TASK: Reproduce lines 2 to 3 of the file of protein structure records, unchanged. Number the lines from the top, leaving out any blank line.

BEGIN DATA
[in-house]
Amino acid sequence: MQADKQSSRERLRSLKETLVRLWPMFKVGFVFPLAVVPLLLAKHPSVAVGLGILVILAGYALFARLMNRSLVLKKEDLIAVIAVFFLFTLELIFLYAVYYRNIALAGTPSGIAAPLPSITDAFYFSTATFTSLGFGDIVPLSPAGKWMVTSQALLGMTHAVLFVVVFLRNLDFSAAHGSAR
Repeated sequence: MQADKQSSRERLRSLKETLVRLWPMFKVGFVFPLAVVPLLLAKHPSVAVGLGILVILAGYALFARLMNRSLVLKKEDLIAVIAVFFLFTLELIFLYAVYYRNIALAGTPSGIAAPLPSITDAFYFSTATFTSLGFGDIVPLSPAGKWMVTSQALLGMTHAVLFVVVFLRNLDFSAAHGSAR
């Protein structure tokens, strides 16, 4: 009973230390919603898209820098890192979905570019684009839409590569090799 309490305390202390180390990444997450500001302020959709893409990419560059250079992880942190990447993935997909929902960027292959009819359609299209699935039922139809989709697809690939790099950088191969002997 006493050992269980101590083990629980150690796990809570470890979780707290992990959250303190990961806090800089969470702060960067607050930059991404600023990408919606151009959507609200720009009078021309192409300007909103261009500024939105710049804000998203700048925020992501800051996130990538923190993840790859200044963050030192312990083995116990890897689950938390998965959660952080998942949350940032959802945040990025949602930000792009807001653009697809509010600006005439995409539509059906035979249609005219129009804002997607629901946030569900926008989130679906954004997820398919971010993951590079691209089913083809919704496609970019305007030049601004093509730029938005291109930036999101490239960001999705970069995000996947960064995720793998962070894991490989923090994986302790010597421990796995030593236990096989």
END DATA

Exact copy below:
Amino acid sequence: MQADKQSSRERLRSLKETLVRLWPMFKVGFVFPLAVVPLLLAKHPSVAVGLGILVILAGYALFARLMNRSLVLKKEDLIAVIAVFFLFTLELIFLYAVYYRNIALAGTPSGIAAPLPSITDAFYFSTATFTSLGFGDIVPLSPAGKWMVTSQALLGMTHAVLFVVVFLRNLDFSAAHGSAR
Repeated sequence: MQADKQSSRERLRSLKETLVRLWPMFKVGFVFPLAVVPLLLAKHPSVAVGLGILVILAGYALFARLMNRSLVLKKEDLIAVIAVFFLFTLELIFLYAVYYRNIALAGTPSGIAAPLPSITDAFYFSTATFTSLGFGDIVPLSPAGKWMVTSQALLGMTHAVLFVVVFLRNLDFSAAHGSAR